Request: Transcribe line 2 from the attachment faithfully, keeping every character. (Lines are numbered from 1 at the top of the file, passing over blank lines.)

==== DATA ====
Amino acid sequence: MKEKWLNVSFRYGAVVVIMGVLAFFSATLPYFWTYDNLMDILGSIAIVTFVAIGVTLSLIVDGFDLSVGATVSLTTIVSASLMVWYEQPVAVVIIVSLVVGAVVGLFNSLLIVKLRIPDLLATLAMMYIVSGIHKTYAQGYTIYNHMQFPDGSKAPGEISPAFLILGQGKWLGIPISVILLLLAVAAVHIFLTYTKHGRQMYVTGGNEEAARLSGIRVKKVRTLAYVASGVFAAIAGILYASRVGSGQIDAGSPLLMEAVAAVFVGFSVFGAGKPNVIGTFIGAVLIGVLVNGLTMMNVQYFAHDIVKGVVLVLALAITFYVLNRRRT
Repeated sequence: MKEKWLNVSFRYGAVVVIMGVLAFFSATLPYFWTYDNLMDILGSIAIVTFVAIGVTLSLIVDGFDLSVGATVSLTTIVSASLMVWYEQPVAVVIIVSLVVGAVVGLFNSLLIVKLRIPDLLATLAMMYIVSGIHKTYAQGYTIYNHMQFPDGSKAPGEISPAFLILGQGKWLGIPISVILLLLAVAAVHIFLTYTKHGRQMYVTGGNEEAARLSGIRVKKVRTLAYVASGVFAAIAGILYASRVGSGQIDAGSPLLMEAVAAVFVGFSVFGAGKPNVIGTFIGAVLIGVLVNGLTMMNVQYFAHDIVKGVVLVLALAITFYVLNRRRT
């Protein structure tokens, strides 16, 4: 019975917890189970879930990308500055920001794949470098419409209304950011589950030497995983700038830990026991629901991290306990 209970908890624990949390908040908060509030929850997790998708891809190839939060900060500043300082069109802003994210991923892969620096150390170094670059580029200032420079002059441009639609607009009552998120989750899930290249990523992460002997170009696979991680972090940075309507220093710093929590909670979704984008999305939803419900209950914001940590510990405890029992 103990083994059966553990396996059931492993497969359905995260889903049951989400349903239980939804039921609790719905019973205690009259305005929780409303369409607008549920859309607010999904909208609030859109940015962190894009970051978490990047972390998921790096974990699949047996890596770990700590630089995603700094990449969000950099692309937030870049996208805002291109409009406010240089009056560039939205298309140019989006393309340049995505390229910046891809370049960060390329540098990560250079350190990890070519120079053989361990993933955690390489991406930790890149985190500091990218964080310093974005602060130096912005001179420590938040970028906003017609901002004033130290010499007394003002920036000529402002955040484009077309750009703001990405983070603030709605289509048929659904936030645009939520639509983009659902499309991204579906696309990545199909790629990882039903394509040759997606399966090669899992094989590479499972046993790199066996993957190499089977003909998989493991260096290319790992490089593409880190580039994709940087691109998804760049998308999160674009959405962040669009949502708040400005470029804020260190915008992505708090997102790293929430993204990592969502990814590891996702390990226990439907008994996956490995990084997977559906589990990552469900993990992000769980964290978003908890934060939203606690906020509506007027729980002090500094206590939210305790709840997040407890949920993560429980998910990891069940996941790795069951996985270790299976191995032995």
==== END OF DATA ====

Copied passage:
Repeated sequence: MKEKWLNVSFRYGAVVVIMGVLAFFSATLPYFWTYDNLMDILGSIAIVTFVAIGVTLSLIVDGFDLSVGATVSLTTIVSASLMVWYEQPVAVVIIVSLVVGAVVGLFNSLLIVKLRIPDLLATLAMMYIVSGIHKTYAQGYTIYNHMQFPDGSKAPGEISPAFLILGQGKWLGIPISVILLLLAVAAVHIFLTYTKHGRQMYVTGGNEEAARLSGIRVKKVRTLAYVASGVFAAIAGILYASRVGSGQIDAGSPLLMEAVAAVFVGFSVFGAGKPNVIGTFIGAVLIGVLVNGLTMMNVQYFAHDIVKGVVLVLALAITFYVLNRRRT